Sunday, June 28, 2009

Best smartphone operating systems for physicians

Many people often ask, "what's the best smartphone for physicians?" I wish it was a simple answer, but it's rather complicated. The smartphone industry is changing so rapidly and we see new and exciting phones coming this summer. Let's briefly review a few of the major operating systems (OS):
  • Original Palm OS. This is a dead OS. Although Palm was very popular in the early-to-mid 2000's, it's now a dead operating system and it's been replaced with WebOS.
  • Palm WebOS. This is a brand new OS. Hence, there is a serious lack of medical software. If the Palm Pre really takes off and we see many developers jumping in to create medical software, then we should see a plethora of software available by the end of 2010.
  • Symbian. You'll find this on Nokia, but you won't find much in terms of medical software. Enough said.
  • Google Android. This is still a new OS for the medical community. It suffers the same problem as WebOS - there's a lack of robust medical software. I love the capabilities found in Android, but we're not seeing much traction and uptake in the medical community. If Android becomes available on more carriers, then we may see more medical professionals demanding software on their Android devices.
  • BlackBerry. The BlackBerry Storm has been a very popular device. More doctors are using their smartphones for e-mail, SMS, and other functions. Because the Storm uses a touch-screen, it's very easy to navigate. We're starting to see more medical software for BlackBerry, but it's still somewhat limited.
  • Windows Mobile. This OS has gone from Windows CE to Pocket PC to Windows Mobile and now newer devices may be called Windows Phone (if that phrase catches on). Microsoft can't seem to make up its mind. For a while there, it looked like Windows Mobile was gaining significant traction (mainly because Palm OS was dying and none of the others were popular yet), but now it looks like Windows Mobile is quickly falling behind the others. Unless Microsoft makes some significant changes, it may suffer a similar fate as the original Palm OS. Plenty of medical software available.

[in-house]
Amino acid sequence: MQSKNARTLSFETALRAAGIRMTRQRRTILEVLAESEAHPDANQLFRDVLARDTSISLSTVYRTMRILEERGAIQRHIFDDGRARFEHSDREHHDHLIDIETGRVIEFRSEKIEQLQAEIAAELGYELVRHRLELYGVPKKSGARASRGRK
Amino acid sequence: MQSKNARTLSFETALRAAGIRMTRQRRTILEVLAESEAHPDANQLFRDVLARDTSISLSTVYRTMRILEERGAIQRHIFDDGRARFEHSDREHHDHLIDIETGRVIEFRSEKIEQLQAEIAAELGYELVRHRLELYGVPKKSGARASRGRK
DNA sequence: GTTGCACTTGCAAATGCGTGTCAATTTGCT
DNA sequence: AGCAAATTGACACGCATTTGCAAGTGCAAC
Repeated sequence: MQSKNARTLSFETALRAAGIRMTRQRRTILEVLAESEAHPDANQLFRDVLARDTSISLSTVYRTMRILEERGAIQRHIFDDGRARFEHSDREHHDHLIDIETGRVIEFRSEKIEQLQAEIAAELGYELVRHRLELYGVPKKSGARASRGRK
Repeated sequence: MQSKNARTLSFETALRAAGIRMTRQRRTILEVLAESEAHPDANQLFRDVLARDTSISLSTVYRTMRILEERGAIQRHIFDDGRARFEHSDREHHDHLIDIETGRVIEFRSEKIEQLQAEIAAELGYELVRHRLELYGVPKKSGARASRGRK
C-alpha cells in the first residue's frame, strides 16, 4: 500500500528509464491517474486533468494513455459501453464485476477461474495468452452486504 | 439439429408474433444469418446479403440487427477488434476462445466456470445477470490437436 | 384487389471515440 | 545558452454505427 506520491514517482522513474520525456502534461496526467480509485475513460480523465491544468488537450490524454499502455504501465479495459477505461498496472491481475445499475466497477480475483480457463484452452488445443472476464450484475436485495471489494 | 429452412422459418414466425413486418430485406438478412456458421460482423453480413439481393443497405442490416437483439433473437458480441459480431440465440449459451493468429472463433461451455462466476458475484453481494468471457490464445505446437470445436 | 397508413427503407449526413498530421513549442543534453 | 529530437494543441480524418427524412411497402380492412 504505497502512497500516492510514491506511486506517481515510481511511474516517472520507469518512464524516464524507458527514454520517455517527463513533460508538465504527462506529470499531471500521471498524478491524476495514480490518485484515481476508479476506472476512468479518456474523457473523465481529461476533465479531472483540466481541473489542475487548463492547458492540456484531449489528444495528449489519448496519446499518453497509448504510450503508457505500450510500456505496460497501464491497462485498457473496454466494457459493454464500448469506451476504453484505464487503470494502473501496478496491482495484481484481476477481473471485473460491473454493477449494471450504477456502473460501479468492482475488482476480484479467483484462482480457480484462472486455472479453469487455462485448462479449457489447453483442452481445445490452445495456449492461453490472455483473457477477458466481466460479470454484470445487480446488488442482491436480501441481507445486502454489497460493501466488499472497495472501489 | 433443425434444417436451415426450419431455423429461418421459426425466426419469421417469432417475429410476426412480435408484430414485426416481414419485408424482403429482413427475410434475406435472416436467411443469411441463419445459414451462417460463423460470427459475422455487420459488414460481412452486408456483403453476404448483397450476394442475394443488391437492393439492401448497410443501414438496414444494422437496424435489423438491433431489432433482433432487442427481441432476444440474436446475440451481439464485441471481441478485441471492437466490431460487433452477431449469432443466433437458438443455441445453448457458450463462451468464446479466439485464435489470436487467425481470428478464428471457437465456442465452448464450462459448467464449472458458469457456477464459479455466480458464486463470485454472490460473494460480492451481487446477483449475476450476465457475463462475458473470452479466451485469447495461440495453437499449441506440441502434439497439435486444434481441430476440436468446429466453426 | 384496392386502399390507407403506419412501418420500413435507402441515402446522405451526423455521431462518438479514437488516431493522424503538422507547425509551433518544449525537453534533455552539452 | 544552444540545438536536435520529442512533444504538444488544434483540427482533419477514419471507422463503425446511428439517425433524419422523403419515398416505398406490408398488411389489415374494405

• Apple iPhone. This is a relatively new OS, but it's gained tremendous popularity among medical professionals. As a result, we've seen a surge of medical software emerge over the past year. Will the Apple iPhone dominate the medical community? I think much of this depends on what the others do to compete against Apple.
So, what will it be? Will you choose a smartphone based on the form factor or the operating system?


  1. As a long-time PDA/Smartphone user, I'd have to agree with your overall assessment. I'd add a couple of points, though.

    1. palm OS - Yes it's pretty much the walking dead, but right here and right now, it has the most medical software available bar none. A lot of work has been put into this platform over the past 15 years or so generating programs. Unfortunately, there's a reason it's near death. It's horribly unstable and difficult to use. It's also getting harder to find hardware that runs it as Palm is killing off it's older hardware platforms in favor of the Palm Pre. I don't really see a good reason to use this one now unless there's a particular program that isn't available on anything else.

    2. Windows Mobile - It's basically on life support and not expected to pull through. It never had as much software as Palm OS, but had a few useful things here and there. You'll still find a lot of smartphones that use this, but unless Microsoft does something amazing (along the lines of Palm and the web OS), then it'll be dead within 2 years.

    3. I'd point out that you really need to look at what networks are available in your area. Blackberries are available on any cell phone network (AT&T, Sprint, Verizon, etc.) so you'll have more options here. iPhone is only on AT&T (which could be good or bad depending on where you live) and the web OS is only on Sprint currently (which is generally a bad thing, but it's expected to be available on other networks eventually). Also keep in mind what your company is willing to provide/support. It won't do you much good to own an iPhone for e-mail if your company doesn't support a client that the iPhone talks to.

    4. All of these platforms have internet browsers on them and there are often web-based medical resources that can be accessed over your cellphone's data connection that can be very useful regardless of precisely what platform you choose.

  2. The dark horse for medical apps is Android. It is opensource software, not controlled by one company, (i.e., Apple) and would support the Chip initiative for a medical platform.

    The sales model is also open to allowing third party options for marketing and sales. Example, medical apps are not in the same store as iFart apps as on iTunes

    We have all been down this road before with single vendor software solutions. SUN Microsystems created a paradigm shift with JAVA but now smartphones are slipping down the same path of closed end architecture. Today the real long term sustainable choose is Android. There are 18 new Android phones from different manufactures on different carriers being release this year.

    It is going to be fun!

    Jeff Brandt MotionPHR for the iPhone
    MyMotionMedBox for Android